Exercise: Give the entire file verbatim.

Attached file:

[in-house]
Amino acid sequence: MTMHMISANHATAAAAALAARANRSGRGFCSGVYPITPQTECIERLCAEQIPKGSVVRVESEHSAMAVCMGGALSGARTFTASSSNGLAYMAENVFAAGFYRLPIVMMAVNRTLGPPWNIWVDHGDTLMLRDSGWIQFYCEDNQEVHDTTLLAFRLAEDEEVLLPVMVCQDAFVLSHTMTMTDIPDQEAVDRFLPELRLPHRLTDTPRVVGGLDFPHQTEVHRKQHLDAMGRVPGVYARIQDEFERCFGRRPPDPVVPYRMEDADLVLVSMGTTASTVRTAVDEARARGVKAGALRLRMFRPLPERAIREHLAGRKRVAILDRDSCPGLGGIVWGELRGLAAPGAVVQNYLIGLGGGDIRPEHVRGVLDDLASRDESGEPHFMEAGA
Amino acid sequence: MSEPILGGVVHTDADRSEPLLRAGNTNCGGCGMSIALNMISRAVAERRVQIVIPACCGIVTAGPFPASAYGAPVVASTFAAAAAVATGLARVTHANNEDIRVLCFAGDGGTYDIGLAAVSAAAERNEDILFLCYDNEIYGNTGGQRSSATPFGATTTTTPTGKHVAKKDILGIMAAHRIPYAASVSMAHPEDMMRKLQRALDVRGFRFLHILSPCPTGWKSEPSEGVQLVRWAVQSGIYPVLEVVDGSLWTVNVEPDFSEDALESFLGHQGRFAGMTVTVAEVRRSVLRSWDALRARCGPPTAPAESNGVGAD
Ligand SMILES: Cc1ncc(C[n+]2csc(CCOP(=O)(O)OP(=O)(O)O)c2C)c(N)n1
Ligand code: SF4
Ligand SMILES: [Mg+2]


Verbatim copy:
[in-house]
Amino acid sequence: MTMHMISANHATAAAAALAARANRSGRGFCSGVYPITPQTECIERLCAEQIPKGSVVRVESEHSAMAVCMGGALSGARTFTASSSNGLAYMAENVFAAGFYRLPIVMMAVNRTLGPPWNIWVDHGDTLMLRDSGWIQFYCEDNQEVHDTTLLAFRLAEDEEVLLPVMVCQDAFVLSHTMTMTDIPDQEAVDRFLPELRLPHRLTDTPRVVGGLDFPHQTEVHRKQHLDAMGRVPGVYARIQDEFERCFGRRPPDPVVPYRMEDADLVLVSMGTTASTVRTAVDEARARGVKAGALRLRMFRPLPERAIREHLAGRKRVAILDRDSCPGLGGIVWGELRGLAAPGAVVQNYLIGLGGGDIRPEHVRGVLDDLASRDESGEPHFMEAGA
Amino acid sequence: MSEPILGGVVHTDADRSEPLLRAGNTNCGGCGMSIALNMISRAVAERRVQIVIPACCGIVTAGPFPASAYGAPVVASTFAAAAAVATGLARVTHANNEDIRVLCFAGDGGTYDIGLAAVSAAAERNEDILFLCYDNEIYGNTGGQRSSATPFGATTTTTPTGKHVAKKDILGIMAAHRIPYAASVSMAHPEDMMRKLQRALDVRGFRFLHILSPCPTGWKSEPSEGVQLVRWAVQSGIYPVLEVVDGSLWTVNVEPDFSEDALESFLGHQGRFAGMTVTVAEVRRSVLRSWDALRARCGPPTAPAESNGVGAD
Ligand SMILES: Cc1ncc(C[n+]2csc(CCOP(=O)(O)OP(=O)(O)O)c2C)c(N)n1
Ligand code: SF4
Ligand SMILES: [Mg+2]